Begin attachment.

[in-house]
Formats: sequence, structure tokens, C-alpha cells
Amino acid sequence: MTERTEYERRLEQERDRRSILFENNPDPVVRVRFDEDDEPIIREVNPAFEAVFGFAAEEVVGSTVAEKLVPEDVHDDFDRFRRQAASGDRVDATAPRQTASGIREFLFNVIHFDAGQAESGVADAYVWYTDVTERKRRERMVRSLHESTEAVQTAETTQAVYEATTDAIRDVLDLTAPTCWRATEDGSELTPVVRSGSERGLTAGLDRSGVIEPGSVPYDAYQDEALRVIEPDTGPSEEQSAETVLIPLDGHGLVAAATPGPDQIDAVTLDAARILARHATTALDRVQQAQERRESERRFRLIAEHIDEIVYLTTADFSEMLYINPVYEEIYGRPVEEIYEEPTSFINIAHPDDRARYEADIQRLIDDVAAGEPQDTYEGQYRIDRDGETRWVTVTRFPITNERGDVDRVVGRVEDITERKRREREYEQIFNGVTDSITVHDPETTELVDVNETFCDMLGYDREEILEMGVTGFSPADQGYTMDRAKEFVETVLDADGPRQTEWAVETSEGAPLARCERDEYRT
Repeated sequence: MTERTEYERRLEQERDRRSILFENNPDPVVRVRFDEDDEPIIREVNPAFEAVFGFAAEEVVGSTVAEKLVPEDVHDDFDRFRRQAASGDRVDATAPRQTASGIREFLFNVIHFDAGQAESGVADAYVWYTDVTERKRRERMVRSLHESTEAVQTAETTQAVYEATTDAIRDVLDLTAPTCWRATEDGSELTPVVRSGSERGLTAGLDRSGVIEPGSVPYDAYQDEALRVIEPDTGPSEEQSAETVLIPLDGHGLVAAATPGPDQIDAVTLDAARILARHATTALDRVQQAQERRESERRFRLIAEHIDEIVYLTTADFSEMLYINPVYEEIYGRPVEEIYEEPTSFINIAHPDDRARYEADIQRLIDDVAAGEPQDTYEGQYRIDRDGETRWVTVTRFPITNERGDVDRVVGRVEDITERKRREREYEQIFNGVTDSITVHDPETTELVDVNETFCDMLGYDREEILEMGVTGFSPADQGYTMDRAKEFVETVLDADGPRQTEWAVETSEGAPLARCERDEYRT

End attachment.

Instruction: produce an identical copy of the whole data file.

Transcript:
[in-house]
Formats: sequence, structure tokens, C-alpha cells
Amino acid sequence: MTERTEYERRLEQERDRRSILFENNPDPVVRVRFDEDDEPIIREVNPAFEAVFGFAAEEVVGSTVAEKLVPEDVHDDFDRFRRQAASGDRVDATAPRQTASGIREFLFNVIHFDAGQAESGVADAYVWYTDVTERKRRERMVRSLHESTEAVQTAETTQAVYEATTDAIRDVLDLTAPTCWRATEDGSELTPVVRSGSERGLTAGLDRSGVIEPGSVPYDAYQDEALRVIEPDTGPSEEQSAETVLIPLDGHGLVAAATPGPDQIDAVTLDAARILARHATTALDRVQQAQERRESERRFRLIAEHIDEIVYLTTADFSEMLYINPVYEEIYGRPVEEIYEEPTSFINIAHPDDRARYEADIQRLIDDVAAGEPQDTYEGQYRIDRDGETRWVTVTRFPITNERGDVDRVVGRVEDITERKRREREYEQIFNGVTDSITVHDPETTELVDVNETFCDMLGYDREEILEMGVTGFSPADQGYTMDRAKEFVETVLDADGPRQTEWAVETSEGAPLARCERDEYRT
Repeated sequence: MTERTEYERRLEQERDRRSILFENNPDPVVRVRFDEDDEPIIREVNPAFEAVFGFAAEEVVGSTVAEKLVPEDVHDDFDRFRRQAASGDRVDATAPRQTASGIREFLFNVIHFDAGQAESGVADAYVWYTDVTERKRRERMVRSLHESTEAVQTAETTQAVYEATTDAIRDVLDLTAPTCWRATEDGSELTPVVRSGSERGLTAGLDRSGVIEPGSVPYDAYQDEALRVIEPDTGPSEEQSAETVLIPLDGHGLVAAATPGPDQIDAVTLDAARILARHATTALDRVQQAQERRESERRFRLIAEHIDEIVYLTTADFSEMLYINPVYEEIYGRPVEEIYEEPTSFINIAHPDDRARYEADIQRLIDDVAAGEPQDTYEGQYRIDRDGETRWVTVTRFPITNERGDVDRVVGRVEDITERKRREREYEQIFNGVTDSITVHDPETTELVDVNETFCDMLGYDREEILEMGVTGFSPADQGYTMDRAKEFVETVLDADGPRQTEWAVETSEGAPLARCERDEYRT